James E. Martin, Jr., Appellant-Defendant,
State of Indiana, Appellee-Plaintiff.
from the Vanderburgh Circuit Court Trial Court Cause No.
82C01-1711-F6-6734 The Honorable Kelli E. Fink, Magistrate
Attorney for Appellant Karen M. Heard Vanderburgh County
Public Defender's Office Evansville, Indiana
Attorneys for Appellee Curtis T. Hill, Jr. Attorney General
of Indiana Jesse R. Drum Supervising Deputy Attorney General
Darden, Senior Judge.
of the Case
James E. Martin, Jr., appeals the trial court's issuance
of a restitution order in the amount of $2, 000 after Martin
pleaded guilty to auto theft, a Level 6 felony. We affirm.
Martin raises one issue, which we restate as: whether the
trial court's restitution order is supported by
and Procedural History
Cheryl Fenwick owned a 1987 Jeep Comanche with a camper
shell. The Jeep needed a new clutch plate and a new
driver's side window, but it was otherwise functional.
Fenwick discovered that the Jeep had been removed from a
parking lot near her home without her permission, and she
called local salvage yards in an attempt to find it. She
learned that the Jeep had been sold for scrap to a particular
salvage yard on August 2, 2017. Fenwick called the police.
A detective with the Evansville Police Department went to the
salvage yard to investigate. During his investigation, he
learned that the Jeep had been partially crushed, and several
parts had been removed. The detective further learned that
Martin had sold the Jeep to the salvage yard for $121.60 as
scrap. As part of the sales process, Martin had signed an
affidavit stating that he owned the Jeep.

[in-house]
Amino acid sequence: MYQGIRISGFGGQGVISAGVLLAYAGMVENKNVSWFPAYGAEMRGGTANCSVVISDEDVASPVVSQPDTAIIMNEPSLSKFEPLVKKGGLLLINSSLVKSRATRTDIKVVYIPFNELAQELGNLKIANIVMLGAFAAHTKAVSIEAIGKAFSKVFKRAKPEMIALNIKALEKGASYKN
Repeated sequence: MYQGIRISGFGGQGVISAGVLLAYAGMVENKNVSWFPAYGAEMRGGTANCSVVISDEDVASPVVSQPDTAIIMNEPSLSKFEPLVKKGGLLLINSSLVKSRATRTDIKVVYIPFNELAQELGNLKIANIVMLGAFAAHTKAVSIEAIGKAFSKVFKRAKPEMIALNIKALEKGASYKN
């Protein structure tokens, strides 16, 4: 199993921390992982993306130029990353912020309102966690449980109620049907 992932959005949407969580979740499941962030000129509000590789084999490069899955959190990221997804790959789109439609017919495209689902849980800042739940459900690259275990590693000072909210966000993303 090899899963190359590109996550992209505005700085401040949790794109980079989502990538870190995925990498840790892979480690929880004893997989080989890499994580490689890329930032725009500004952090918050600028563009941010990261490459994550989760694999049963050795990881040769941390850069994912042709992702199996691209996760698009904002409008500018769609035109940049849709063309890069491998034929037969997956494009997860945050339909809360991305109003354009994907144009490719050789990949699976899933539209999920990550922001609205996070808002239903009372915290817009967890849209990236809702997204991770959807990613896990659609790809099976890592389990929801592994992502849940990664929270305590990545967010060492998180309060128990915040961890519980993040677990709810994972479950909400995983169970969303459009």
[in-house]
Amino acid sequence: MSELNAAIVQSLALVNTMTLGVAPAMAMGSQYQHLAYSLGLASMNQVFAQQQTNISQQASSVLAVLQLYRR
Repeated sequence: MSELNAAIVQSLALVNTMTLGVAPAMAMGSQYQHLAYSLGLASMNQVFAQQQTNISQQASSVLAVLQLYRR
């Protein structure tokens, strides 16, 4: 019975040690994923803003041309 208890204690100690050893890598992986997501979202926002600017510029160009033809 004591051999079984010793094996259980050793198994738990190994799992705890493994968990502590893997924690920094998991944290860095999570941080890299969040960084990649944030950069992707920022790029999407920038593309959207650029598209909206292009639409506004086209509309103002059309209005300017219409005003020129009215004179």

Martin was brought to police headquarters. During
questioning, he admitted that he had: (1) arranged to have
the Jeep towed to the salvage yard; (2) signed a document at
the salvage yard affirming that he was the Jeep's owner;
and (3) received money for the Jeep.
On November 1, 2017, the State charged Martin with auto
theft, a Level 6 felony, and further alleged that Martin was
an habitual offender. On August 28, 2018, the parties entered
into a plea agreement involving two pending cases against
Martin. In the current case, Martin agreed to plead guilty to
auto theft, and the State agreed to dismiss the habitual
offender enhancement. The parties further agreed that if the
trial court accepted the agreement, Martin would serve six
months in the Indiana Department of Correction. Finally,
Martin agreed and promised "to make full and complete
restitution in an amount to be determined by the court."
Appellant's App. Vol. II, p. 21.
On September 18, 2018, the victim, via the State, filed with
the trial court a claim for restitution. Fenwick asserted in
her claim that she was entitled to $3, 500 for the loss of
the Jeep and attached to the claim copies of ...